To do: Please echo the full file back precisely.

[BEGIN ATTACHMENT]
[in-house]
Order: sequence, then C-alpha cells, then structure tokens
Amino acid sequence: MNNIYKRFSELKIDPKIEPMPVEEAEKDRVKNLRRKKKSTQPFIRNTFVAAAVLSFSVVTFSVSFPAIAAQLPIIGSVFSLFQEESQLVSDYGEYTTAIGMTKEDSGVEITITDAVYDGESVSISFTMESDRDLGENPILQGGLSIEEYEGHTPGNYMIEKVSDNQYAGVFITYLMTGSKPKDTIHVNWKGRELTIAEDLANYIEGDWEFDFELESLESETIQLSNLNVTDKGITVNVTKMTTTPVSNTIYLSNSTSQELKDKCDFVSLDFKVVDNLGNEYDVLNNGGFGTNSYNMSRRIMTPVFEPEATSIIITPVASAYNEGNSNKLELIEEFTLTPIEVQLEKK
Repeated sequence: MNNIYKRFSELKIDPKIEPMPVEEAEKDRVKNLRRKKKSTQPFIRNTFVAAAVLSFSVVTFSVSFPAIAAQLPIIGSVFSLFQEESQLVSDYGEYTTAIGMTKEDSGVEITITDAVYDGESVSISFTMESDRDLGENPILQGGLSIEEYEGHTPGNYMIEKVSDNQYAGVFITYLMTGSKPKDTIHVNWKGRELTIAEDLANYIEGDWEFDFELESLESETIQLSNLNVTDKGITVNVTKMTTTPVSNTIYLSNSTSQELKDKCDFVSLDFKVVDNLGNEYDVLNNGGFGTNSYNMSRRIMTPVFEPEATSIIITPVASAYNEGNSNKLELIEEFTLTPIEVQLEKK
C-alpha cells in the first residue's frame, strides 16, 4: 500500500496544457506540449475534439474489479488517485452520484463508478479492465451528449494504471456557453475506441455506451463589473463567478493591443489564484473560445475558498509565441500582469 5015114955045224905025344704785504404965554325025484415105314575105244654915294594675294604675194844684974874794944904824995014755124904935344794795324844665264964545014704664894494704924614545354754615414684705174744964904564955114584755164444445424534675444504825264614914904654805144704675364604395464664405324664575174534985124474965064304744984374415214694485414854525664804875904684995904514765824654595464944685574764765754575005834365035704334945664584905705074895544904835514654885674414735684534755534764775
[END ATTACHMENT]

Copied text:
[in-house]
Order: sequence, then C-alpha cells, then structure tokens
Amino acid sequence: MNNIYKRFSELKIDPKIEPMPVEEAEKDRVKNLRRKKKSTQPFIRNTFVAAAVLSFSVVTFSVSFPAIAAQLPIIGSVFSLFQEESQLVSDYGEYTTAIGMTKEDSGVEITITDAVYDGESVSISFTMESDRDLGENPILQGGLSIEEYEGHTPGNYMIEKVSDNQYAGVFITYLMTGSKPKDTIHVNWKGRELTIAEDLANYIEGDWEFDFELESLESETIQLSNLNVTDKGITVNVTKMTTTPVSNTIYLSNSTSQELKDKCDFVSLDFKVVDNLGNEYDVLNNGGFGTNSYNMSRRIMTPVFEPEATSIIITPVASAYNEGNSNKLELIEEFTLTPIEVQLEKK
Repeated sequence: MNNIYKRFSELKIDPKIEPMPVEEAEKDRVKNLRRKKKSTQPFIRNTFVAAAVLSFSVVTFSVSFPAIAAQLPIIGSVFSLFQEESQLVSDYGEYTTAIGMTKEDSGVEITITDAVYDGESVSISFTMESDRDLGENPILQGGLSIEEYEGHTPGNYMIEKVSDNQYAGVFITYLMTGSKPKDTIHVNWKGRELTIAEDLANYIEGDWEFDFELESLESETIQLSNLNVTDKGITVNVTKMTTTPVSNTIYLSNSTSQELKDKCDFVSLDFKVVDNLGNEYDVLNNGGFGTNSYNMSRRIMTPVFEPEATSIIITPVASAYNEGNSNKLELIEEFTLTPIEVQLEKK
C-alpha cells in the first residue's frame, strides 16, 4: 500500500496544457506540449475534439474489479488517485452520484463508478479492465451528449494504471456557453475506441455506451463589473463567478493591443489564484473560445475558498509565441500582469 5015114955045224905025344704785504404965554325025484415105314575105244654915294594675294604675194844684974874794944904824995014755124904935344794795324844665264964545014704664894494704924614545354754615414684705174744964904564955114584755164444445424534675444504825264614914904654805144704675364604395464664405324664575174534985124474965064304744984374415214694485414854525664804875904684995904514765824654595464944685574764765754575005834365035704334945664584905705074895544904835514654885674414735684534755534764775